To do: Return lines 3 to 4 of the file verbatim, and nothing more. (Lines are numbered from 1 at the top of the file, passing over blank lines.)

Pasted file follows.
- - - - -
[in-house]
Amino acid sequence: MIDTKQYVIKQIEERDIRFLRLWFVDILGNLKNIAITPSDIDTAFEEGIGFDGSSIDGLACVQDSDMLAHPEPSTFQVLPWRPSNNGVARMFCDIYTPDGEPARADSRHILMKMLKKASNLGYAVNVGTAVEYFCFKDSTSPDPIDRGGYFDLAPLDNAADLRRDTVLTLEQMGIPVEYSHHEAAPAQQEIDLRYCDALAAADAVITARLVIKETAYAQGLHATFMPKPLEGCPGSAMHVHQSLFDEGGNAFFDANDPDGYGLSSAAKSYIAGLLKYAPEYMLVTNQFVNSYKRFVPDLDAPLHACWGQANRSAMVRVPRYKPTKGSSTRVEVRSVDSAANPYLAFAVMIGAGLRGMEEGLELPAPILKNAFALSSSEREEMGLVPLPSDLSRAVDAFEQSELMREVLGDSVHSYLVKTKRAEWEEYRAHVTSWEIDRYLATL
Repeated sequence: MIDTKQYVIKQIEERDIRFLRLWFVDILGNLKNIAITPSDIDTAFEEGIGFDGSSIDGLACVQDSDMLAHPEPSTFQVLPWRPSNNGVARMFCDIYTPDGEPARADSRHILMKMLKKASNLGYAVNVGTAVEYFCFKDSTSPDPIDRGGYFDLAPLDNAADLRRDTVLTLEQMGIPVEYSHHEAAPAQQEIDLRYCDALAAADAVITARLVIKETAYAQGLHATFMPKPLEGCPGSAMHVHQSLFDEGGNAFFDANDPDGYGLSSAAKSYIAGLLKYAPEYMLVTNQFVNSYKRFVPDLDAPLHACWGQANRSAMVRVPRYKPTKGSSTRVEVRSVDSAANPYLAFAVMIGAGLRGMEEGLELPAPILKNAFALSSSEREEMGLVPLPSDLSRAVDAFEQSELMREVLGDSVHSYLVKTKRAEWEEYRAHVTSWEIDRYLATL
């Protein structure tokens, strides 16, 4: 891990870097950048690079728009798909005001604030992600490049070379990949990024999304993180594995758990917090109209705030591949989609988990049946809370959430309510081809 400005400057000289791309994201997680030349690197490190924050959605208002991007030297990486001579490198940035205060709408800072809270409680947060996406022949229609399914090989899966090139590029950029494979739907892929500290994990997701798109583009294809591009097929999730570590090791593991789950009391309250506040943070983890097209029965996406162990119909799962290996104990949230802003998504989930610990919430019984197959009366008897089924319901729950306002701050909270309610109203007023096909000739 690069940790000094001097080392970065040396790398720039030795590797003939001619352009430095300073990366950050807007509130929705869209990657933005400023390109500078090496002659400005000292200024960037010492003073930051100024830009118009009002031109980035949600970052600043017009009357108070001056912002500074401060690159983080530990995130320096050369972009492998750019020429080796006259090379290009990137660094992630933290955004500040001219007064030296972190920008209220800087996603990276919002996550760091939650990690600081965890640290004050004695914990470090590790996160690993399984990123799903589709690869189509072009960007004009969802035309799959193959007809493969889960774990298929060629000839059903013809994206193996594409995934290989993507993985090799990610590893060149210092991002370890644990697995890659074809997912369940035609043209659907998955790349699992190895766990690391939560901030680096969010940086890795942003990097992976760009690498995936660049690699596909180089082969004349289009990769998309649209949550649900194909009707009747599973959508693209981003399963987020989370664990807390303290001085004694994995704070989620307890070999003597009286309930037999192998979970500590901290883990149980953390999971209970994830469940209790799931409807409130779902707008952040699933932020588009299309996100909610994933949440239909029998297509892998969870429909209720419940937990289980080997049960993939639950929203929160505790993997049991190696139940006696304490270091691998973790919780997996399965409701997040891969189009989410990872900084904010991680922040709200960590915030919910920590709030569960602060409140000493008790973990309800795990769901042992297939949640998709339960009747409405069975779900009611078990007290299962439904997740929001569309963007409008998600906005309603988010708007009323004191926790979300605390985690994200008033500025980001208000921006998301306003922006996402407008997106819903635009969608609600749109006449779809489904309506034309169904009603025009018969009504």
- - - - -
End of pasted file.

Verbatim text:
Repeated sequence: MIDTKQYVIKQIEERDIRFLRLWFVDILGNLKNIAITPSDIDTAFEEGIGFDGSSIDGLACVQDSDMLAHPEPSTFQVLPWRPSNNGVARMFCDIYTPDGEPARADSRHILMKMLKKASNLGYAVNVGTAVEYFCFKDSTSPDPIDRGGYFDLAPLDNAADLRRDTVLTLEQMGIPVEYSHHEAAPAQQEIDLRYCDALAAADAVITARLVIKETAYAQGLHATFMPKPLEGCPGSAMHVHQSLFDEGGNAFFDANDPDGYGLSSAAKSYIAGLLKYAPEYMLVTNQFVNSYKRFVPDLDAPLHACWGQANRSAMVRVPRYKPTKGSSTRVEVRSVDSAANPYLAFAVMIGAGLRGMEEGLELPAPILKNAFALSSSEREEMGLVPLPSDLSRAVDAFEQSELMREVLGDSVHSYLVKTKRAEWEEYRAHVTSWEIDRYLATL
């Protein structure tokens, strides 16, 4: 891990870097950048690079728009798909005001604030992600490049070379990949990024999304993180594995758990917090109209705030591949989609988990049946809370959430309510081809 400005400057000289791309994201997680030349690197490190924050959605208002991007030297990486001579490198940035205060709408800072809270409680947060996406022949229609399914090989899966090139590029950029494979739907892929500290994990997701798109583009294809591009097929999730570590090791593991789950009391309250506040943070983890097209029965996406162990119909799962290996104990949230802003998504989930610990919430019984197959009366008897089924319901729950306002701050909270309610109203007023096909000739 690069940790000094001097080392970065040396790398720039030795590797003939001619352009430095300073990366950050807007509130929705869209990657933005400023390109500078090496002659400005000292200024960037010492003073930051100024830009118009009002031109980035949600970052600043017009009357108070001056912002500074401060690159983080530990995130320096050369972009492998750019020429080796006259090379290009990137660094992630933290955004500040001219007064030296972190920008209220800087996603990276919002996550760091939650990690600081965890640290004050004695914990470090590790996160690993399984990123799903589709690869189509072009960007004009969802035309799959193959007809493969889960774990298929060629000839059903013809994206193996594409995934290989993507993985090799990610590893060149210092991002370890644990697995890659074809997912369940035609043209659907998955790349699992190895766990690391939560901030680096969010940086890795942003990097992976760009690498995936660049690699596909180089082969004349289009990769998309649209949550649900194909009707009747599973959508693209981003399963987020989370664990807390303290001085004694994995704070989620307890070999003597009286309930037999192998979970500590901290883990149980953390999971209970994830469940209790799931409807409130779902707008952040699933932020588009299309996100909610994933949440239909029998297509892998969870429909209720419940937990289980080997049960993939639950929203929160505790993997049991190696139940006696304490270091691998973790919780997996399965409701997040891969189009989410990872900084904010991680922040709200960590915030919910920590709030569960602060409140000493008790973990309800795990769901042992297939949640998709339960009747409405069975779900009611078990007290299962439904997740929001569309963007409008998600906005309603988010708007009323004191926790979300605390985690994200008033500025980001208000921006998301306003922006996402407008997106819903635009969608609600749109006449779809489904309506034309169904009603025009018969009504």